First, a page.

THIS IS A SEPARATE PRODUCT OFFERING FROM YOUTUBE RED
This is a separate product offering from YouTube Red, which the company launched in late 2015 as a way to give users an ad-free YouTube experience. It also features some original programming, but overall it’s been more in keeping with the personality-based content rather than longer, high-end productions you might find from the big networks. However, YouTube TV will contain all of YouTube Red’s original programming.
There’s a few unanswered questions, still. Most over-the-top services have some restrictions about what episodes of shows from different networks are available or if you’l be able to save content indefinitely. There may end up being some catches, but YouTube said that users will be able to save “virtually” anything they watch on YouTube TV.
The company focused its big-screen conversation around streaming to your TV with a Chromecast, and in a follow-up conversation a YouTube executive said that would be the only way to get content to a TV for starters. Chromecast and cast-enabled devices will be compatible, but other devices like Apple TV, Roku, the PS4 and Xbox One will be excluded for starters. However, YouTube did indicate that it would work with other companies to get YouTube TV on other platforms in the future.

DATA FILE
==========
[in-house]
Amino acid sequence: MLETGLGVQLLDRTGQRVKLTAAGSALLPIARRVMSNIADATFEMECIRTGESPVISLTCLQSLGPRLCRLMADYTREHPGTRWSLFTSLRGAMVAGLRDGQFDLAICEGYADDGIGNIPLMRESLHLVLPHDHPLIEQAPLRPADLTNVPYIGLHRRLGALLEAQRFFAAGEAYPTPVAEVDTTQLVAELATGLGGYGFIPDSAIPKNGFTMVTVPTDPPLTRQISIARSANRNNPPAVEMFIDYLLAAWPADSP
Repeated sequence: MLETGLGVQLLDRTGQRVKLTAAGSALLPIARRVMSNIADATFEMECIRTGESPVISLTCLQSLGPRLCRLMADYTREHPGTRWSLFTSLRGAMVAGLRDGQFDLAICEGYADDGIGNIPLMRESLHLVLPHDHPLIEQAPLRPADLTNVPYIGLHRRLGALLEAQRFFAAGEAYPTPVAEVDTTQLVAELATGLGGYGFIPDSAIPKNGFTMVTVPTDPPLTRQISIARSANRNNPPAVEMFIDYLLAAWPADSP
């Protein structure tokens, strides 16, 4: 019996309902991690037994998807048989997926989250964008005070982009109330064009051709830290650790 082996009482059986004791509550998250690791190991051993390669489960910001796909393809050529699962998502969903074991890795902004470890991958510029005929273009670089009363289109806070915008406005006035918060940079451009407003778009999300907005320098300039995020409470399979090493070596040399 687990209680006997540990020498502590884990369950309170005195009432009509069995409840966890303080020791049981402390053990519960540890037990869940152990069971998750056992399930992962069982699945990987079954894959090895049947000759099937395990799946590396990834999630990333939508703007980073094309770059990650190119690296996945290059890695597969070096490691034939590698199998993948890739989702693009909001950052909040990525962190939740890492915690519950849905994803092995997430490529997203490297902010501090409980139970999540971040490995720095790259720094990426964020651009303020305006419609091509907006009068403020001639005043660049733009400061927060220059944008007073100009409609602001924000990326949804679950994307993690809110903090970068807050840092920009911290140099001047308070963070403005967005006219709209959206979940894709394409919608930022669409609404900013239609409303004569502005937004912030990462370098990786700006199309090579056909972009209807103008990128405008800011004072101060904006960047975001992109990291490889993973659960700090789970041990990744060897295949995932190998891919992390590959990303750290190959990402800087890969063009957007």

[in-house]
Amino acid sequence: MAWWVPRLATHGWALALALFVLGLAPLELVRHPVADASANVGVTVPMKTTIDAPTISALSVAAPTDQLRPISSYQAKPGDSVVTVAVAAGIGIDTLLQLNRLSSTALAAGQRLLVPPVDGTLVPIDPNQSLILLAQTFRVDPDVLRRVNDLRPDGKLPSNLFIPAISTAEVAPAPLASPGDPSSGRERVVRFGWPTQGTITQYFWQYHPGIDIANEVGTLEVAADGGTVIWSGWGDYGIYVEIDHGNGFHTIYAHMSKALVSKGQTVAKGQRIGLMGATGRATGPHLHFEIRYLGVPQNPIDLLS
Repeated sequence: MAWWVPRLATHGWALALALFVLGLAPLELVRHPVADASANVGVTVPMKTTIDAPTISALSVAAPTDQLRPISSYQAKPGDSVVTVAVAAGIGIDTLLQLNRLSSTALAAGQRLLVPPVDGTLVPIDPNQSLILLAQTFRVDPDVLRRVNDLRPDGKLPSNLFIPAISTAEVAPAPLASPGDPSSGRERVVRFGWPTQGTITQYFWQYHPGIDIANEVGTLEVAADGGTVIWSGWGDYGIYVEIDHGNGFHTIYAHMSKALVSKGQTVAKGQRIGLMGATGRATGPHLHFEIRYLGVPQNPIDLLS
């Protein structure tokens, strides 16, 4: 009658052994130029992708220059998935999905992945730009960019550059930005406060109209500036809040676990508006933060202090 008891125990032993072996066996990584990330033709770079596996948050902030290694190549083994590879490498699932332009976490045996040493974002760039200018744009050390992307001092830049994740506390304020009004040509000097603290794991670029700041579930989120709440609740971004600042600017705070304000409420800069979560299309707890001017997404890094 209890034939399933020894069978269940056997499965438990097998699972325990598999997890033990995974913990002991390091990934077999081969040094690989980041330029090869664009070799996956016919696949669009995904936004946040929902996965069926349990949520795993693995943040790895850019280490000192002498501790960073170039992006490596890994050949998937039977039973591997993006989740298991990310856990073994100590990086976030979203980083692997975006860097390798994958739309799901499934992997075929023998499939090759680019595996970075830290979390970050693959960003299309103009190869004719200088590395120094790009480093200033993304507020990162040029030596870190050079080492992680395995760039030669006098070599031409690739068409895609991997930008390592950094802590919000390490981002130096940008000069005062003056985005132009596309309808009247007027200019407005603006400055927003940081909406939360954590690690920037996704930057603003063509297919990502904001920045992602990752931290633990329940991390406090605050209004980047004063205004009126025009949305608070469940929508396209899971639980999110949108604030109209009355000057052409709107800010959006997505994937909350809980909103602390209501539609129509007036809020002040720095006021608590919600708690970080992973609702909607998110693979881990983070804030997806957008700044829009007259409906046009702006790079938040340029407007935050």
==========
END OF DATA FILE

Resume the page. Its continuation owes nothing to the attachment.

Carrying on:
As for when this will get to consumers, YouTube isn’t saying just yet — it shouldn’t be too long, though. The company says YouTube TV will be available for customers in the next few months.
Update, 4:30PM ET: YouTube executives answered a few questions for the press during its event. The company confirmed that the service will only work in the US and noted that while you get access to YouTube Red content, you don’t get the full ad-free YouTube experience. The company also confirmed that because of Verizon’s deal with the NFL, you won’t be able to watch NFL games on your phone. You’ll be able to on the desktop or a TV, but not on mobile.
Fortunately for those of us who hate ads, you can fast forward or rewind DVR content, so you can skip right over commercials.